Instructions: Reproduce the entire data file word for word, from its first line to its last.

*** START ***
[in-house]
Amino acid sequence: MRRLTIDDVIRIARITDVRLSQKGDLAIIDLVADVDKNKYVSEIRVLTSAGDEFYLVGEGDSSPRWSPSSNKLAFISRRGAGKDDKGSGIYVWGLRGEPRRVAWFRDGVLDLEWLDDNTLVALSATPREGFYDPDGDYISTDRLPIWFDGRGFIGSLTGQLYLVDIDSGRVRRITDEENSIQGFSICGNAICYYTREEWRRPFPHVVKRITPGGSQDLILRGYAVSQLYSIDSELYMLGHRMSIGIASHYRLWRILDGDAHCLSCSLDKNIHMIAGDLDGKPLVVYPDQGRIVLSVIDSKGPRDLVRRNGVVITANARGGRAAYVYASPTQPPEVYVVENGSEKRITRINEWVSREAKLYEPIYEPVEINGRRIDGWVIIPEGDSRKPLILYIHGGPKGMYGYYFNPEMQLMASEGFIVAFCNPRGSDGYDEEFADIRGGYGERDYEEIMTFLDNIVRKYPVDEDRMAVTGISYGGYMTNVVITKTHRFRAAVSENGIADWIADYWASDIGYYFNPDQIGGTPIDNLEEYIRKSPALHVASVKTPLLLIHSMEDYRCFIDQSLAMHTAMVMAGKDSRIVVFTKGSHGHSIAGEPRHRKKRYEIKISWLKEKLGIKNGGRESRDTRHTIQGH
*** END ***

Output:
[in-house]
Amino acid sequence: MRRLTIDDVIRIARITDVRLSQKGDLAIIDLVADVDKNKYVSEIRVLTSAGDEFYLVGEGDSSPRWSPSSNKLAFISRRGAGKDDKGSGIYVWGLRGEPRRVAWFRDGVLDLEWLDDNTLVALSATPREGFYDPDGDYISTDRLPIWFDGRGFIGSLTGQLYLVDIDSGRVRRITDEENSIQGFSICGNAICYYTREEWRRPFPHVVKRITPGGSQDLILRGYAVSQLYSIDSELYMLGHRMSIGIASHYRLWRILDGDAHCLSCSLDKNIHMIAGDLDGKPLVVYPDQGRIVLSVIDSKGPRDLVRRNGVVITANARGGRAAYVYASPTQPPEVYVVENGSEKRITRINEWVSREAKLYEPIYEPVEINGRRIDGWVIIPEGDSRKPLILYIHGGPKGMYGYYFNPEMQLMASEGFIVAFCNPRGSDGYDEEFADIRGGYGERDYEEIMTFLDNIVRKYPVDEDRMAVTGISYGGYMTNVVITKTHRFRAAVSENGIADWIADYWASDIGYYFNPDQIGGTPIDNLEEYIRKSPALHVASVKTPLLLIHSMEDYRCFIDQSLAMHTAMVMAGKDSRIVVFTKGSHGHSIAGEPRHRKKRYEIKISWLKEKLGIKNGGRESRDTRHTIQGH